Happy New Year, folks! I hope 2017 brings you health and happiness.
Just a wee news item to let you know that this week Jim Kennedy and I published a short methodological paper about prospective meta-analysis (this grew out of the paper we presented at the 2016 PA/SSE conference in Boulder, Colorado).
A quick summary: We note that the principles of pre-registered well-powered confirmatory research apply for meta-analyses as well as for individual studies. The outcomes of meta-analyses of parapsychological studies, for example, have been hotly debated. An important contributory factor to such controversy is that the researcher makes many decisions about how to conduct the meta-analysis (e.g., which studies to include or exclude), and these decisions are typically made after the results of the individual studies are known. So typical retrospective meta-analysis resembles exploratory research and allows potential for researcher bias to operate. This delays resolution of scientific controversies. Parapsychology is not alone in this: similar issues occur elsewhere in psychology too. We discuss the pros and cons of three different methods for prospective meta-analysis, and note how study registries can deliver further benefits if they are used to register prospective meta-analyses of pre-registered studies.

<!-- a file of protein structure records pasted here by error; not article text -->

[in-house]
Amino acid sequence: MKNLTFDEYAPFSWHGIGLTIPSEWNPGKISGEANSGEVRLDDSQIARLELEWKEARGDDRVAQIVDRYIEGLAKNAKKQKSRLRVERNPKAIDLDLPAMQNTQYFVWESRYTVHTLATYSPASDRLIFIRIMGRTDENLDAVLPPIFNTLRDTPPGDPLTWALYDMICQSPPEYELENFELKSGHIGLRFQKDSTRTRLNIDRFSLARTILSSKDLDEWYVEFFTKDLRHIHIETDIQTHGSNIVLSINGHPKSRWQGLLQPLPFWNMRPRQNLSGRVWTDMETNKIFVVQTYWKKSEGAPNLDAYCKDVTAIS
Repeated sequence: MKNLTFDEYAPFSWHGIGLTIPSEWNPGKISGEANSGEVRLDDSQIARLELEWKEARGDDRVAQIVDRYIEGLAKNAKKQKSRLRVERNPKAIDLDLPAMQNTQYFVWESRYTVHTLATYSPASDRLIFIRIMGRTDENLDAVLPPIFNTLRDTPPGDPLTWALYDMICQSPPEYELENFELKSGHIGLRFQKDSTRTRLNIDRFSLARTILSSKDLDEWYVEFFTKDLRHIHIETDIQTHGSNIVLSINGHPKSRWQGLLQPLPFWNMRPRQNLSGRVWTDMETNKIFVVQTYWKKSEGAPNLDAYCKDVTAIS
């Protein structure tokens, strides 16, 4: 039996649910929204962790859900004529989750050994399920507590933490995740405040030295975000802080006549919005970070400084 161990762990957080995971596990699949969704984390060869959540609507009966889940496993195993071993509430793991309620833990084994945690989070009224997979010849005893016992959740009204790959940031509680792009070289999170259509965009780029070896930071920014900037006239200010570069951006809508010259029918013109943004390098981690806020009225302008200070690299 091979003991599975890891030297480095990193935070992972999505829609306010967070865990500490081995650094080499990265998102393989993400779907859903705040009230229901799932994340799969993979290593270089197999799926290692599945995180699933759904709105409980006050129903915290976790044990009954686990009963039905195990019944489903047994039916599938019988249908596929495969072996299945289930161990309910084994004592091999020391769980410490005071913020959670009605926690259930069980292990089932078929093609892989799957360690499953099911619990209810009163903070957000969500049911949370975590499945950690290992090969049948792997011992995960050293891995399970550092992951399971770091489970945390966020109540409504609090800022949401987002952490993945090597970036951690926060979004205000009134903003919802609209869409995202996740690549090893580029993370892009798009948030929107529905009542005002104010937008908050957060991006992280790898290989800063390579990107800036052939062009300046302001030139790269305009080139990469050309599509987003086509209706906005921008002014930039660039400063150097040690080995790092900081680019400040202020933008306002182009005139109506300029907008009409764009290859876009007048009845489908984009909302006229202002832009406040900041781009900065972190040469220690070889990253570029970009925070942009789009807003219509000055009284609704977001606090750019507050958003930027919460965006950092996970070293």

Watt CA and Kennedy JE (2017) Options for Prospective Meta-Analysis and Introduction of Registration-Based Prospective Meta-Analysis. Front. Psychol. 7:2030. doi: 10.3389/fpsyg.2016.02030